Down, Down, Down…Melt
“Split Open and Melt” is undeniably one of Phish’s most unique songs. Blending the lines between funk, fusion and Phish, the song stands out as one of the band’s most original compositions. “Melt” contains several extremely complex sections as well as a very odd time signature, making the song very difficult to play. Perhaps the most intense, and aggressive of any Phish composition, “Melt” has paved the way for some very heavy jams in the past. Featuring an intense, dark jam that dives down into the depths of exploratory jamming, “Melt” always makes for an interesting listen. However, the band has admittedly struggled with the song’s complexity. As Mike mentioned in a recent interview with Bass Player (click here to read the interview):
“Songs such as “Foam” and “Split Open and Melt” are intense; I have to memorize each song like a story because there are no consistent time or key signatures. The rhythms are easier to remember than the melodies. The instrumental section of “Split Open and Melt” is a good example of how I have to bounce around. As soon as something appears to be regular—such as a whole-tone scale—there are some chromatic notes added in that make it irregular.”
To be honest, there are SO many good versions of this song. Most notably, 7/15/92 from Charlottesville, 4/21/93 from Columbus, 12/14/95 from Binghamton, and 12/31/99 from Big Cypress, the list goes on. The jam from from Columbus was featured on their studio album Hoist, coming after the song “Demand” (check out this great article on it from a few months back on Phish Thoughts). There are so many other magical versions of the song. In ’94, just the jam portion was played after “Demand”, similar to the version on Hoist. These two versions from 4/14/94 and 6/26/94 are both smoking hot, exhibiting the fierce jam in the context of a different frame.
However, the “Melt” from 6.11.94 at Red Rocks sets itself apart from the rest. The composed section is played at a faster tempo, and is nailed perfectly. The “Melt” jam is generally one of the best displays of Trey’s shredding abilities, and this version is no different. He noticeably takes a step back and lets the gritty beat emerge from underneath. As a result, Trey delivers some ripping lead lines while letting Mike lay down a heavy bass groove. The jam heads outside as they fully exploit the unique rhythm and chord changes in the song. Mike locks into a very outside groove, with phrasing reminiscent of Dave Holland in Miles Davis’ band. In a ’94 interview with Steve Silberman (read the interview here), Trey had the following to say about the song:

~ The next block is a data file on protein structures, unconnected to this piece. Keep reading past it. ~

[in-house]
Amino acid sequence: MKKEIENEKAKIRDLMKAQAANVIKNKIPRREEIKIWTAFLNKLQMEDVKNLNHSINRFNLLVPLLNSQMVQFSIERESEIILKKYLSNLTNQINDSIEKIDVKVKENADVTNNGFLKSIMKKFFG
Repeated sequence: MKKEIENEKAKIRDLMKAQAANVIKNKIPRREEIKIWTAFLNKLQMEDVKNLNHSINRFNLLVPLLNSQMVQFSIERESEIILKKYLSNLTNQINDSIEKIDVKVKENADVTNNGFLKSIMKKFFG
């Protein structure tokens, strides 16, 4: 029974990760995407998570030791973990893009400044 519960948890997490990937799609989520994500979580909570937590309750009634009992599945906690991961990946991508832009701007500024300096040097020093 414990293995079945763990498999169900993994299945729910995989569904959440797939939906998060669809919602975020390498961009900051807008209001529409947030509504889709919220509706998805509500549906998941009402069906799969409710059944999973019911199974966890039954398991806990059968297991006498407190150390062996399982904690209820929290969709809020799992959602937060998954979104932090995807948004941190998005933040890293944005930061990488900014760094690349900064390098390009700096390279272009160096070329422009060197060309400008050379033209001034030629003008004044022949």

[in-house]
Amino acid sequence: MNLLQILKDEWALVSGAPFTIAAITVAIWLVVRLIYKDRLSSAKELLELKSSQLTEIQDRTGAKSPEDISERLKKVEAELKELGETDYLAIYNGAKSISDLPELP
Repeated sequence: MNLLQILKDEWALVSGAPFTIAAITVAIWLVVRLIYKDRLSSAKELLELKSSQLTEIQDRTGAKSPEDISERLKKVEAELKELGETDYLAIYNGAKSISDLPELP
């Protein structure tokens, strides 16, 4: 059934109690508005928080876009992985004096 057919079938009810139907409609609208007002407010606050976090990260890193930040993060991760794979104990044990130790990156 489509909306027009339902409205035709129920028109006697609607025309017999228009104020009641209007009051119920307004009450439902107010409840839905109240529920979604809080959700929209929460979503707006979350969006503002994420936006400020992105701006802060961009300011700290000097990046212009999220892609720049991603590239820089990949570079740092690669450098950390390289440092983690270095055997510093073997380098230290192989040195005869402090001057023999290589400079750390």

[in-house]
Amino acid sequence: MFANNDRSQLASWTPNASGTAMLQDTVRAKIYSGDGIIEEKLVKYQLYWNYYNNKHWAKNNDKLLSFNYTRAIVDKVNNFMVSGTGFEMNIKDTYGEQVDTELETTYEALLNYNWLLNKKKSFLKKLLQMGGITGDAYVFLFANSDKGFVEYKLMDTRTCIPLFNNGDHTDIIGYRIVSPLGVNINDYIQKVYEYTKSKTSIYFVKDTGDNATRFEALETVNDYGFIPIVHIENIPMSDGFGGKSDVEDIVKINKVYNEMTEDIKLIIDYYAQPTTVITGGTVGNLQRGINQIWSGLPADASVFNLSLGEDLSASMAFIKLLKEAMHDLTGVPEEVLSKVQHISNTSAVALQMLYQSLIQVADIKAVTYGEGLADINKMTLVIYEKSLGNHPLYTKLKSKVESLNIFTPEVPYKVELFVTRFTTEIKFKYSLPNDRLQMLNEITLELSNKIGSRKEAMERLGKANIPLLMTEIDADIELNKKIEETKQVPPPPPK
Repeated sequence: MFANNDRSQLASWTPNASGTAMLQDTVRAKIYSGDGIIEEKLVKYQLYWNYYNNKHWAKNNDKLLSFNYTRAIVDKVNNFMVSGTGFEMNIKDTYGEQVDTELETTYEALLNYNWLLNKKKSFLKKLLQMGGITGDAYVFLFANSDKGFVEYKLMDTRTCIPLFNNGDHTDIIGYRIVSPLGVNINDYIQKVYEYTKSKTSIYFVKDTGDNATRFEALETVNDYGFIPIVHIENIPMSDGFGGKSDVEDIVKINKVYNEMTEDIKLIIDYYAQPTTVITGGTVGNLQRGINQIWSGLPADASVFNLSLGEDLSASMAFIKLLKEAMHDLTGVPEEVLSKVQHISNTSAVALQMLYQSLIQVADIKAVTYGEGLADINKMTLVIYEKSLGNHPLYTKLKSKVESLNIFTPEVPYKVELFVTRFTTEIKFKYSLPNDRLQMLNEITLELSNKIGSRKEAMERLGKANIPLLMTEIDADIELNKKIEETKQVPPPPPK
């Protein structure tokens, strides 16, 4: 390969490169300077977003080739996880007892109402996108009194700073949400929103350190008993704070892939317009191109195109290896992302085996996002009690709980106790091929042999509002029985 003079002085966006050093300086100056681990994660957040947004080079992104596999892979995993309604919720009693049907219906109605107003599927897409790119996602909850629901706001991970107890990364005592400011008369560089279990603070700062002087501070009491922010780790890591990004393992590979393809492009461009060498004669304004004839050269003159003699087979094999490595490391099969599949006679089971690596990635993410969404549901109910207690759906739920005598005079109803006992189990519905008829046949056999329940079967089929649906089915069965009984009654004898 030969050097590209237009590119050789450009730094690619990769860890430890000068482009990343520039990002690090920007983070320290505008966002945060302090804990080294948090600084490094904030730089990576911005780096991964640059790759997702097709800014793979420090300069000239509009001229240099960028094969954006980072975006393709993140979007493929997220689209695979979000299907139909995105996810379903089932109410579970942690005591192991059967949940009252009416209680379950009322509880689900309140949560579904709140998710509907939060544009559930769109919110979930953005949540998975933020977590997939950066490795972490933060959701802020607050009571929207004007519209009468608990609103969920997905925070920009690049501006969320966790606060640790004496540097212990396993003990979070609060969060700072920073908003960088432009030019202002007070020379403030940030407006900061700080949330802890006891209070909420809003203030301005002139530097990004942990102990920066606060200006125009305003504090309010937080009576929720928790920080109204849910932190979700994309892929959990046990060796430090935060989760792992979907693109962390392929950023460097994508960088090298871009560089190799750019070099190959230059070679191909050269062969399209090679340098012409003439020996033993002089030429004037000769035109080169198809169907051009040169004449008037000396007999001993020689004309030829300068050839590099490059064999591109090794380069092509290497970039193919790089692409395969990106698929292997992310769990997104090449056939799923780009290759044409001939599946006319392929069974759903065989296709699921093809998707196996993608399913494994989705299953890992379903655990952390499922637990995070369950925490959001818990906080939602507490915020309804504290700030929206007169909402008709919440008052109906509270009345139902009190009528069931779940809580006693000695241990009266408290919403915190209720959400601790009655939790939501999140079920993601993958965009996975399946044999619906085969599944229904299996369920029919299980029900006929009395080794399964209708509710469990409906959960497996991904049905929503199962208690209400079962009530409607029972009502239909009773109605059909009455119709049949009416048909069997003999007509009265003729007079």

“We just discovered how to play Split Open and Melt, because it’s got this really weird time change that was throwing us off. But that one on Hoist at the end, that was the first time it clicked. Split Open and Melt went from being a big pain in our butt to like, this was it, this was how you play Split Open and Melt. For the next year, it was incredible. We played one at Red Rocks…. It was just screaming. That had gotten to that point from the one on Hoist, from Columbus, Ohio. That was the night that it broke through. I actually, this is what happened: The one at Red Rocks was the end of the cycle. It peaked, and it never got as good as that again. It hasn’t yet. And this tour, it didn’t have it anymore. It didn’t have the magic. It’s weird. We figured it out, and then it went through this big cycle starting in Columbus and ending in Red Rocks, and this tour, it’s back on the back burner again. We’re not playing it that much.”
After taking the jam to a new level of improvisational discovery in Columbus, the band began to speed up the tempo and use the song as a launch pad for aggressive, outside jams. “Melt” is clearly a vehicle for musical release. Perhaps the best example of this is the version from Coventry, also known as the “blow off some steam jam”. The Big Cypress “Melt” is arguably just as good as Red Rocks ’94, but exhibits an entirely different style of jamming focused more on ambiance. The ’94-’95 phase is marked by dark-horse style improv that lead to unrestricted, yet methodical jams. The ’94 Red Rocks “Melt” characterizes this style in its truest form, and undoubtedly remains one of the best versions of the song to this day.
Listen to “Split Open and Melt” from 6.11.94 from Red Rocks Amphitheater.
Here’s a video of “Split Open and Melt” from 2.16.97 Wartesaal, Cologne, Germany